Congratulations to the Startup Weekend Atlanta crew. I was only there for part of Friday night, but I’ve been following the action (and the drama) on the Startup Weekend blog. Anyone who can endure an entire weekend of wall-to-wall effort with a sizable crew of people they largely don’t know deserves some serious praise. They launched Skribit late last night, and TechCrunch picked it up shortly after. I think Mike got it right — the emphasis here shouldn’t necessarily be on the application they built, but on the ability of an ad-hoc team to get together on a Friday night, come together to choose a project, and do it. I’m very impressed with the number of people who saw it through.
Huge thanks to Lance Weatherby for bringing an SW to Atlanta and pulling it all together, and to founder, organizer, and facilitator/emcee Andrew Hyde. It was a pleasure meeting Andrew and I look forward to following his work.
I haven’t made my way through the participants’ write-ups yet, but I did read Micah’s piece about why he left on Saturday. Micah’s main point was that 30-60 people is a lot of cooks, especially when there are no agreed-upon processes ahead of time and no comfort level already established.
“Most of my following criticisms are simply extensions of what happens when you have too many people. Fixing this one issue would go a very long way to improving the experience. On the flip side, ASW wouldnâ€™t be that exciting if only 5 people were invited…”
I sensed the same thing on Friday night. It simply felt too chaotic for me with that many people bound by so few shared assumptions. That said, it looks like it worked out well for those who stayed. In the end they developed enough rapport and shared structure together to make it through. It just may not be the right environment for me. As it was, Friday being my last day at EarthLink I needed the weekend for some important personal time, so I might have felt differently if I had come in in a different mood and mindset.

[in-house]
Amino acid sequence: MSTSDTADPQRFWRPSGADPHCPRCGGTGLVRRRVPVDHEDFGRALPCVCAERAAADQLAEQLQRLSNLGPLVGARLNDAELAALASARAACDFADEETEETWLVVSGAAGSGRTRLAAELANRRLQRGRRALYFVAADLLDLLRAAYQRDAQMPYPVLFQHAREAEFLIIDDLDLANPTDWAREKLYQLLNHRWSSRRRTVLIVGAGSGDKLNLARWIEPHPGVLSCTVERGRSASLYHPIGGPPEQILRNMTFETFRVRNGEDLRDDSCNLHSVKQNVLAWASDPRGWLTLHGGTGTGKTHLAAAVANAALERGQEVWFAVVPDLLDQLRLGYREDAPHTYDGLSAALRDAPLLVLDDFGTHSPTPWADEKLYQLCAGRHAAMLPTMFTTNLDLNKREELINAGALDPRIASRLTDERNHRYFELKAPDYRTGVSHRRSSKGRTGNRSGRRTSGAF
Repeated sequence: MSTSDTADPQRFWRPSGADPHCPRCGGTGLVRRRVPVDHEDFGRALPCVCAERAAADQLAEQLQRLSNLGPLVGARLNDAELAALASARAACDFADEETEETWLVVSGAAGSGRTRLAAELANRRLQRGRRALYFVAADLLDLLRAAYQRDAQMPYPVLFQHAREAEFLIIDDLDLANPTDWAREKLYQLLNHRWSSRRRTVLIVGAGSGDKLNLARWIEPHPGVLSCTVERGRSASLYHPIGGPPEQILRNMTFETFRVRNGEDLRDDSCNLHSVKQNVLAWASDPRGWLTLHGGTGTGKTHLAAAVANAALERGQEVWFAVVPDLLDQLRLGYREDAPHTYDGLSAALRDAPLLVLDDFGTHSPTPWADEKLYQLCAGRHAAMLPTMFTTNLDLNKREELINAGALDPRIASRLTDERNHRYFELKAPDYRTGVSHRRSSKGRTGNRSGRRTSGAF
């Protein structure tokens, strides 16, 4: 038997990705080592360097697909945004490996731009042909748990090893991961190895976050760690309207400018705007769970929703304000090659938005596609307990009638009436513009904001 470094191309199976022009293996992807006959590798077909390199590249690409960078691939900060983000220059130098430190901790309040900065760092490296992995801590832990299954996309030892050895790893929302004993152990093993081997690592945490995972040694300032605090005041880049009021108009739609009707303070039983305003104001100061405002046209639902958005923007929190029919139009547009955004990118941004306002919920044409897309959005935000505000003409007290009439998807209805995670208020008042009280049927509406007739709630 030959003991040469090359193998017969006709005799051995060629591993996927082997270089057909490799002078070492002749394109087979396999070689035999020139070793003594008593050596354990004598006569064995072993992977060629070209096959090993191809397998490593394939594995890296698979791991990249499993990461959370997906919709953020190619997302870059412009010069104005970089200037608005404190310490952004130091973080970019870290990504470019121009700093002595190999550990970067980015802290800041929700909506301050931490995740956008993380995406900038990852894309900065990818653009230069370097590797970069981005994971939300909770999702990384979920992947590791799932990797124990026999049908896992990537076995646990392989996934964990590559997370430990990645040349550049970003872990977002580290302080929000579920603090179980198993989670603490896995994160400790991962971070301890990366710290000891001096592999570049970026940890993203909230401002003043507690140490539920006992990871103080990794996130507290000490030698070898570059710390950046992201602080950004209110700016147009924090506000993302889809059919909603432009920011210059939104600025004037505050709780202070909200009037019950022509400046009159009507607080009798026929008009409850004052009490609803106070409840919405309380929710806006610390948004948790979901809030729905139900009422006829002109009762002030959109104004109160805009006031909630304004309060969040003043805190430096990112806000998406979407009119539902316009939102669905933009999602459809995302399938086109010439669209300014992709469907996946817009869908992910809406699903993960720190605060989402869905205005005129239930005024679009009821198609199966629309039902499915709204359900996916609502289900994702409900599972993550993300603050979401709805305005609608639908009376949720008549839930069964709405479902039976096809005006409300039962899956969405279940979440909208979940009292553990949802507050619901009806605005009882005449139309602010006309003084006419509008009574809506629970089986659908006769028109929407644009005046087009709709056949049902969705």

I feel that I forfeited my right to complain too hard about the idea chosen because I didn’t stick around through the voting. And I fully support the efforts of my friends, colleagues and new acquaintences. But I do have a few comments. I’m not sure I see the well-defined need for the idea they chose — wondering what my readers want me to write about is just not a friction point I feel and doesn’t fit with my vision of blogging. I have comments, and an available email address, and beyond that my readers have their own blogs on which they can write whatever they want. When I wanted Lance to write about Paul Graham’s Valleycentric comments, I emailed him about it, and that worked fine. My readers are individuals, and I like to hear from them individually. It’s artificial to me to think I need a widget to take requests, and widget space is precious these days. But maybe if you have the problem of too many readers and comments, this becomes a real issue for you, and in that sense it’s more like a productivity tool.
I would have liked to see the group tackle a real need or a small piece of a big problem. We have a tremendous water shortage in Atlanta right now, but most people in the room didn’t seem to interested in doing something in that arena. I don’t know much about what Skribit became, only what the idea was at pitch-time and during the prior discussions at BarCamp Atlanta. It’s a fine kind of idea to execute in a weekend. It’s a bite-sized piece of functionality, and that’s probably what’s most important for this all as an exercise. I’ll be taking a closer look with an open mind and reserve the right to do a 180 on it if I’m getting this wrong.